After the Newtown shooting, People Magazine ran a cover story featuring pictures of 26 smiling little faces with the caption, “Unbearable Loss, Enduring Love.” The pain and brokenness of our world is not far off in some other place. It is here. Regardless of whether or not we know anyone in Newtown or in Boston, we see the brokenness in our families, in our neighborhoods, and at our workplaces. Simeon saw it, too, but he placed his hope in God’s perfect redemption. His hope was that God would repair the exposed brokenness.

Think on Mary and Joseph for a moment. They heard this old man’s lullaby and they “marveled” (Luke 2:33). And also remember that they had talked with the angel Gabriel. I find that to be comforting. Even they marveled that this helpless Child would accomplish all that was foretold of Him.

Sadly, we often do not continue reading Luke’s passage further. After Simeon sang, he blessed the holy family and spoke specifically to Mary. The blessing might surprise you.

“Behold, this child is appointed for the fall and rising of many in Israel, and for a sign that is opposed (and a sword will pierce through your own soul also), so that thoughts from many hearts may be revealed.” —Luke 2:34

I’m not sure what Mary thought of that blessing—it sounds more like a curse. Mary would have to watch Jesus’ rejection, betrayal, and death. Her soul would be crushed as His was crushed. Jesus would walk into opposition and suffering, and so would Mary.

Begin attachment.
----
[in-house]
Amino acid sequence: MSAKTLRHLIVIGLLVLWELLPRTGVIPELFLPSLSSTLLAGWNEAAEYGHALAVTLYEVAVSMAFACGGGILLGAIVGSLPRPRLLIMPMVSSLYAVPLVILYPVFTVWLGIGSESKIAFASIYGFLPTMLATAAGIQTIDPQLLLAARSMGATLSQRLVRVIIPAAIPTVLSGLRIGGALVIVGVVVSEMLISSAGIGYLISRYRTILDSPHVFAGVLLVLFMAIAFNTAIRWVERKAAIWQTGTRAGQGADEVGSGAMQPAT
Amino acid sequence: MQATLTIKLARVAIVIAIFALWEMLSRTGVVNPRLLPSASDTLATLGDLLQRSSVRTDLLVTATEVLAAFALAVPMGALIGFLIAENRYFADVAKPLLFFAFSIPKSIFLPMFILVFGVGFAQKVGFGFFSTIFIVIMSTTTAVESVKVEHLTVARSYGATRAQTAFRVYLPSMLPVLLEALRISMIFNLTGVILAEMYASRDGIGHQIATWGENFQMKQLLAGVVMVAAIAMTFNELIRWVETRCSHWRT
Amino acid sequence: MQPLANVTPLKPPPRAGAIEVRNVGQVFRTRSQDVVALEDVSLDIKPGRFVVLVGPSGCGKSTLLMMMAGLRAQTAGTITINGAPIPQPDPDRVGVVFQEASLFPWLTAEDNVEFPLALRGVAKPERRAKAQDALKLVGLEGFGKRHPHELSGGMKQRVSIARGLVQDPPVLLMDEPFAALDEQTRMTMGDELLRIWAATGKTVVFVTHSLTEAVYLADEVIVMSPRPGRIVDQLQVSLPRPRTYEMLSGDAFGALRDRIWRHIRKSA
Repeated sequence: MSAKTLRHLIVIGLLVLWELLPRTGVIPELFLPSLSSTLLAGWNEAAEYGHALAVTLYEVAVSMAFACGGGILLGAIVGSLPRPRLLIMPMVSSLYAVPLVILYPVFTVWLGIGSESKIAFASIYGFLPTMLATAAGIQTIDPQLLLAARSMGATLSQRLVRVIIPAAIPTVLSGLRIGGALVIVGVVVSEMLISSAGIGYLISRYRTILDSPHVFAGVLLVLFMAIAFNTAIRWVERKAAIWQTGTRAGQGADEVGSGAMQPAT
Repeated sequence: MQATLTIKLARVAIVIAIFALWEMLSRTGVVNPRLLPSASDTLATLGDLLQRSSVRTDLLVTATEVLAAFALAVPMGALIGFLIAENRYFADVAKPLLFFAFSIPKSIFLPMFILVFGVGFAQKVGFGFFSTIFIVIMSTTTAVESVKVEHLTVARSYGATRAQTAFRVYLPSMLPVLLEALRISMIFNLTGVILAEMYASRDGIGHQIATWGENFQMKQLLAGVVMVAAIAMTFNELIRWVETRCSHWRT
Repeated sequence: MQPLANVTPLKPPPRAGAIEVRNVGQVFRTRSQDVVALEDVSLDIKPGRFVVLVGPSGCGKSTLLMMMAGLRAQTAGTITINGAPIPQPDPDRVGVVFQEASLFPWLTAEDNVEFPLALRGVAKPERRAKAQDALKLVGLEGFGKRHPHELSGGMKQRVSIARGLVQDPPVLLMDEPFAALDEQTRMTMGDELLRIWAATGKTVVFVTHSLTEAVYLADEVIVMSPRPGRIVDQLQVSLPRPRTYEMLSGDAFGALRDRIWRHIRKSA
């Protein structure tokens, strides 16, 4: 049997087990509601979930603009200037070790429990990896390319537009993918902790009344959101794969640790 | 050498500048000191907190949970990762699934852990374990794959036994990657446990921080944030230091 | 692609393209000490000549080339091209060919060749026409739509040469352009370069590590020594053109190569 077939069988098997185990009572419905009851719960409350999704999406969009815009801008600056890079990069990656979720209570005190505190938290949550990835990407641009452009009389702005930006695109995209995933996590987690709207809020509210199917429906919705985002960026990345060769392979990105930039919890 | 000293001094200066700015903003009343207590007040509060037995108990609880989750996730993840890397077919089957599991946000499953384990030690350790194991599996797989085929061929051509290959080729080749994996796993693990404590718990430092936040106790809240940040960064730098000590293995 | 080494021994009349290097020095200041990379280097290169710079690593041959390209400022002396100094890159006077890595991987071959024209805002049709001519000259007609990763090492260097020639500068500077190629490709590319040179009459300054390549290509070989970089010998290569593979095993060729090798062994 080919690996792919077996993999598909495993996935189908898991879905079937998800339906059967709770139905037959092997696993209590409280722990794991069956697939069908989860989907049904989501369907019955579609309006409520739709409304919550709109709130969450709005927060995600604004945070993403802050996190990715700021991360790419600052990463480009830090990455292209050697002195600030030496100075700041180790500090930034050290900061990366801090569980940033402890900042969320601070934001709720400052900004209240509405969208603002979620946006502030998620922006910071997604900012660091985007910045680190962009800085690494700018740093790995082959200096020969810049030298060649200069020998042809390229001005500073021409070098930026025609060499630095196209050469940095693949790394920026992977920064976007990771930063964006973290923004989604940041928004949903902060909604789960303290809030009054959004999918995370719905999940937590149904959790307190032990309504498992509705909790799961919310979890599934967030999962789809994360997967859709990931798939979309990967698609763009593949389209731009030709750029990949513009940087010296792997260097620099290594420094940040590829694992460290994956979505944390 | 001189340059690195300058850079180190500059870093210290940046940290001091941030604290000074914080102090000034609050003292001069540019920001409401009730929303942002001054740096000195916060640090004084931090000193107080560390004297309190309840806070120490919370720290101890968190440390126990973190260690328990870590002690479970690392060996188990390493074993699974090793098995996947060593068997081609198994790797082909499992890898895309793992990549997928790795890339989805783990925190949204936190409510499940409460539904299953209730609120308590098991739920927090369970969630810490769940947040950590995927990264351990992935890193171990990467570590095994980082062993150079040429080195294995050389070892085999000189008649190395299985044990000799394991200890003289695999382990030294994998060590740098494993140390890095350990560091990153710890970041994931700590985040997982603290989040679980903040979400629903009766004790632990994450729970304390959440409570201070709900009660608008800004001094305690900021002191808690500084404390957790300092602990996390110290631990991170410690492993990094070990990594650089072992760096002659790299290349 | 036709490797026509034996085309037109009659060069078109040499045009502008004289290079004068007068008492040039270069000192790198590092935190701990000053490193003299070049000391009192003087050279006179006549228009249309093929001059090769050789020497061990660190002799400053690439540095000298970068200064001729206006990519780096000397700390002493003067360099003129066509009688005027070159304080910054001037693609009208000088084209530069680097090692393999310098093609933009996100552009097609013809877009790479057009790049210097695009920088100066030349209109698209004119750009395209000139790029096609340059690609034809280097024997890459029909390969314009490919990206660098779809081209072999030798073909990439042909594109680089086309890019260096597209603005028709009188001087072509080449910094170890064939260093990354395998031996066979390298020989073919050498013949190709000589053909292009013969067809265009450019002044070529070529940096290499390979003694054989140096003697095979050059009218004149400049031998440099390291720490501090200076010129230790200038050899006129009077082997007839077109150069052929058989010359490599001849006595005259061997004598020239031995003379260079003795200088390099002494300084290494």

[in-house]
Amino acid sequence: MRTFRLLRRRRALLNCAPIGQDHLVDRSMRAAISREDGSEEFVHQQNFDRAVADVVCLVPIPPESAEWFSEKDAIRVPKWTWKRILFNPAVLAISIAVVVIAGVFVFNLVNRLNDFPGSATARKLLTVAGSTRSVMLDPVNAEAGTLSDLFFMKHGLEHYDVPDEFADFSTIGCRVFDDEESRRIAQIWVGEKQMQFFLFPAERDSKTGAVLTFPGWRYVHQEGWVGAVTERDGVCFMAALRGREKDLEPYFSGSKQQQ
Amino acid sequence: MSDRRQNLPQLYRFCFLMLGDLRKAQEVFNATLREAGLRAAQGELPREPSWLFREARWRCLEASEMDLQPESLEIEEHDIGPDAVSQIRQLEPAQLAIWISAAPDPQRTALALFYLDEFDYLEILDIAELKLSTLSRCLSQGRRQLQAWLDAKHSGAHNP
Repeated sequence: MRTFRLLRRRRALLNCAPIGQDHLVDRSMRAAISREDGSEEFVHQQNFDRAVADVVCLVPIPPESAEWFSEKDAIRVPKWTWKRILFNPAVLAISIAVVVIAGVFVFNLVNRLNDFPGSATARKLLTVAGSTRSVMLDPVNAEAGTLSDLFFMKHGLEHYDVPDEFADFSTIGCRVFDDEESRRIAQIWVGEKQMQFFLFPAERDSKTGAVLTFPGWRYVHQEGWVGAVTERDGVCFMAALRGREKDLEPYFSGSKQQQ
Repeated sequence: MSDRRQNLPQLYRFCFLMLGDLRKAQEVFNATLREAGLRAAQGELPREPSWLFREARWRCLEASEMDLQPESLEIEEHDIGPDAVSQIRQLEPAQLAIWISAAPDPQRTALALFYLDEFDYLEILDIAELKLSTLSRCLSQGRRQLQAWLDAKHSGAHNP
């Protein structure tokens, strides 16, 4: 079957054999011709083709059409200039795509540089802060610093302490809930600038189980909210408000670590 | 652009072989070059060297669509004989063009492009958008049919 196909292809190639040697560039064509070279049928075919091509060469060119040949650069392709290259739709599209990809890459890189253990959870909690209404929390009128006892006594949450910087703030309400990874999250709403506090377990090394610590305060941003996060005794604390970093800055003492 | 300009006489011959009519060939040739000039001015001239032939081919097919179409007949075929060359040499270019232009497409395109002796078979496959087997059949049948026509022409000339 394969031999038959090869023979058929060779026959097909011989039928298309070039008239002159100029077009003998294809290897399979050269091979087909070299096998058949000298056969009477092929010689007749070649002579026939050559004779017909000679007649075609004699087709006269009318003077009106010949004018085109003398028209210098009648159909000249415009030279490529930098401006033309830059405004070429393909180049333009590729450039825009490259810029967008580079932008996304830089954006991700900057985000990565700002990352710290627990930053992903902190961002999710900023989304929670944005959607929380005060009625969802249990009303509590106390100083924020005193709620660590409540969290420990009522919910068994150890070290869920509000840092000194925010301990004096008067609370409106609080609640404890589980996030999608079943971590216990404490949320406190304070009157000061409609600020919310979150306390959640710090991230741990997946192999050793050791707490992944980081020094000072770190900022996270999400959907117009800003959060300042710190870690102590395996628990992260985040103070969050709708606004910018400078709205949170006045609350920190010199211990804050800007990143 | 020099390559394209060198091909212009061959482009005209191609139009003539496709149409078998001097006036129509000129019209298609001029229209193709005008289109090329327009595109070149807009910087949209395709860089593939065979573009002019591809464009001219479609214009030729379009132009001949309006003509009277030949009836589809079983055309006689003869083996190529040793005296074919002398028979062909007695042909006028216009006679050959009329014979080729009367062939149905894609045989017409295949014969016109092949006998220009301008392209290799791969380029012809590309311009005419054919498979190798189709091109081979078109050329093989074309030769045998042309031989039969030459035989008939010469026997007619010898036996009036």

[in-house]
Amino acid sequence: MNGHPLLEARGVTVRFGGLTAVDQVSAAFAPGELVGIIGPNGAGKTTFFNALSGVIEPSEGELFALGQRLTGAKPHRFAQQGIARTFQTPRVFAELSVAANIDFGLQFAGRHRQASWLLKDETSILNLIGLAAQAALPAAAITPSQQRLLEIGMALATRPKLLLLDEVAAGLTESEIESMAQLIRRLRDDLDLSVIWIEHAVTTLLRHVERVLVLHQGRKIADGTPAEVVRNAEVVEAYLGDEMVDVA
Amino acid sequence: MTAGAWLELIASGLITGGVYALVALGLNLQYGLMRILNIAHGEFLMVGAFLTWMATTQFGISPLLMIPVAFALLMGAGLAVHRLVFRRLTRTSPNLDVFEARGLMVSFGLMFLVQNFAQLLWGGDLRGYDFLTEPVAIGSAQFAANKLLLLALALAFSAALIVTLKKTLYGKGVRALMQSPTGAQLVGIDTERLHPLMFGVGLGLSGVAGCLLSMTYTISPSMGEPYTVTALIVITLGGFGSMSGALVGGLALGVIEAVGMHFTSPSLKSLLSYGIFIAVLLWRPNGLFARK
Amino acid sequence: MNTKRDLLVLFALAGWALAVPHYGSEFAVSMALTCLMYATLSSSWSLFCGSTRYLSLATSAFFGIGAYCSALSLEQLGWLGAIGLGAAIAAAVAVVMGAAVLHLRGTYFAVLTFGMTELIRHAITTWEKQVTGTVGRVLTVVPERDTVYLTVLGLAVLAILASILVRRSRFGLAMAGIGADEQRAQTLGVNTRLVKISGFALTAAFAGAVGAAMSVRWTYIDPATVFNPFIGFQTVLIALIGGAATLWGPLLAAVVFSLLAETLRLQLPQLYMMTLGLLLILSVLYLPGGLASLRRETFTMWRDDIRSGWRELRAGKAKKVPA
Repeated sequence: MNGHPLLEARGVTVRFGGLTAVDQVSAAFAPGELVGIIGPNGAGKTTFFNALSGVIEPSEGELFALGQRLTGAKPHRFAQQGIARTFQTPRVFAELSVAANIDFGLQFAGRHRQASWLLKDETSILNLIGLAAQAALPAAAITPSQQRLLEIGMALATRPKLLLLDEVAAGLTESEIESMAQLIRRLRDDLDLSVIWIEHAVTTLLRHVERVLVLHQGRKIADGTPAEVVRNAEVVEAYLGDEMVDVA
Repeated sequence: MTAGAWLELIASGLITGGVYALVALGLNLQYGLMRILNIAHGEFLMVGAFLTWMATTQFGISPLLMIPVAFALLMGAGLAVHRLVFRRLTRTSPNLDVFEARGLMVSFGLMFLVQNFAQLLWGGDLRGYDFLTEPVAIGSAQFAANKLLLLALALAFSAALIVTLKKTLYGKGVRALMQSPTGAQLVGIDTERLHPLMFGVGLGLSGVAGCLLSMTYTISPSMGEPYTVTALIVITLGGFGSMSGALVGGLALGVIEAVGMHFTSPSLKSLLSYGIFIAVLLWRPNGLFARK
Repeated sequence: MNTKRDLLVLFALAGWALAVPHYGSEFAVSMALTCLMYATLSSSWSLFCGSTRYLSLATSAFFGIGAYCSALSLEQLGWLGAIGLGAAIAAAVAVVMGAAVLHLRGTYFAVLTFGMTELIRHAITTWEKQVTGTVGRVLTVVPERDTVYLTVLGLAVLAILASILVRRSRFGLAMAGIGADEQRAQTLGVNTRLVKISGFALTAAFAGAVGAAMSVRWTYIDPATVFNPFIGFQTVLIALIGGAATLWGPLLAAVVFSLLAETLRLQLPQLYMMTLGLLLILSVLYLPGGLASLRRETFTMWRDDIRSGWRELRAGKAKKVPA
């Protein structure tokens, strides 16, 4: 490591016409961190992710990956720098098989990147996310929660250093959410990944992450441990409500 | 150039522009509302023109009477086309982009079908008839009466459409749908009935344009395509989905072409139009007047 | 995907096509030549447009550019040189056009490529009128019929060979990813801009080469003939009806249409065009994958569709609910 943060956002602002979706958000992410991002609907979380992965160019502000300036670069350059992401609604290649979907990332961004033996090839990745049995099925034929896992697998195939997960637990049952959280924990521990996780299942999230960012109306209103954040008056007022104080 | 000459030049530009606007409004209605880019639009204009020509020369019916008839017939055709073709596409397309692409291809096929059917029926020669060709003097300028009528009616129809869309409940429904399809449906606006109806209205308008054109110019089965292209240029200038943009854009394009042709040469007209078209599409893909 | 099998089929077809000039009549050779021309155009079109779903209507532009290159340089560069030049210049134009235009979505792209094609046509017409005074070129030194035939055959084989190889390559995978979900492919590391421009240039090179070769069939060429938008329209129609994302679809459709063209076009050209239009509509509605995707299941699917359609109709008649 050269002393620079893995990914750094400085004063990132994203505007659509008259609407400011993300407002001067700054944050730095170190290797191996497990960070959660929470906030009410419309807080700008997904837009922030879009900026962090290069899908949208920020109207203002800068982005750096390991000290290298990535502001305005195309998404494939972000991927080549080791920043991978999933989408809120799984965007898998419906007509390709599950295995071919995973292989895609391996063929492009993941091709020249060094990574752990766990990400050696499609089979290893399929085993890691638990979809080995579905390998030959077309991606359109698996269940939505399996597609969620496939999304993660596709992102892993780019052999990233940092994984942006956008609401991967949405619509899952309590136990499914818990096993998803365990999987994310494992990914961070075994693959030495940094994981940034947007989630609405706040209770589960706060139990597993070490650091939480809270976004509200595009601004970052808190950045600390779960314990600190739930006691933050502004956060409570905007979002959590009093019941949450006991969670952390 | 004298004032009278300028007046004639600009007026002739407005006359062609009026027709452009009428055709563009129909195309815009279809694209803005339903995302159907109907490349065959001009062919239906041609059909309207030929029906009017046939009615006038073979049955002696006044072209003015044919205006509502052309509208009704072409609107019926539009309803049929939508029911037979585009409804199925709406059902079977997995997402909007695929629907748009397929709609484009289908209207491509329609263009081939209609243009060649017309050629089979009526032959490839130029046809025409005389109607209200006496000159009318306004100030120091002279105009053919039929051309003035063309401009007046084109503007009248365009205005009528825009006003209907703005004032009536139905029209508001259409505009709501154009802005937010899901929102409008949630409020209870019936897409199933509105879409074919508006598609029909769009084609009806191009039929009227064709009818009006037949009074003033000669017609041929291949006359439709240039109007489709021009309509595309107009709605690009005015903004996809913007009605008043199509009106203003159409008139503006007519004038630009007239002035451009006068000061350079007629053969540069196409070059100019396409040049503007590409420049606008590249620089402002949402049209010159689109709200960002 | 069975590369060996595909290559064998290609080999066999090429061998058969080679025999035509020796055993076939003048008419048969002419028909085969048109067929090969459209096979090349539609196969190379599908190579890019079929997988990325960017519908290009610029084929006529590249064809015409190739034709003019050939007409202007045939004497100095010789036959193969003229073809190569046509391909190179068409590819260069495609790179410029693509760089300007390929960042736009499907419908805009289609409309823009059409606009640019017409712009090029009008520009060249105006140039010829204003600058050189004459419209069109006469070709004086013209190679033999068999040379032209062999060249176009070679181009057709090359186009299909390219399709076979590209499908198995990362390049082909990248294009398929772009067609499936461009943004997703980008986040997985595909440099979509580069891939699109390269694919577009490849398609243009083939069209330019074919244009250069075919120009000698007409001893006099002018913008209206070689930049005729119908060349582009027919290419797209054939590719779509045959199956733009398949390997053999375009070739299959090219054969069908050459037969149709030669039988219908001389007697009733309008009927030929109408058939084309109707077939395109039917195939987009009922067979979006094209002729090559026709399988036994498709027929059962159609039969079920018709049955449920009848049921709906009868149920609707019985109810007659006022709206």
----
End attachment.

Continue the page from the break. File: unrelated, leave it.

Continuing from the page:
One of the mysteries of the Gospel is that real peace comes through conflict. We rarely discover the beauty and power of the Gospel when all our longings are fully met—when our family stops being dysfunctional, when our work fully satisfies us, or when we receive everything we want. Rather, we find God in the midst of our longing. In our sorrow we find His peace. In our weakness we find His power. In our fear we find His strength. Paul told us, “For our sake He made Him to be sin who knew no sin, so that in Him we might become the righteousness of God.” (2 Cor 5:21). Because of this, Christians are best equipped to step into the brokenness of this world and shine forth as light. In the midst of this broken world, we too are longing, but with hope. Like old Simeon, we wait, longing for Jesus’ arrival, and with Him the full and final redemption of all things. Come quickly, Lord Jesus.

About the Author

Photograph of Benjie Slaton

Benjie Slaton

Assistant Pastor

Redeemer Presbyterian Church, San Antonio

Benjie grew up in Dallas and now resides in San Antonio serving Redeemer Presbyterian Church. He earned his undergraduate degree from SMU and his master’s from Reformed Theological Seminary (Jackson, MS). Benjie was hired as the RUF Campus Minister at UT Austin. He served students for six years before joining the staff at All Saints Presbyterian Church (Austin) where he served for three years. Benjie and Natalie have three children: Elise, Sam, and Andrew.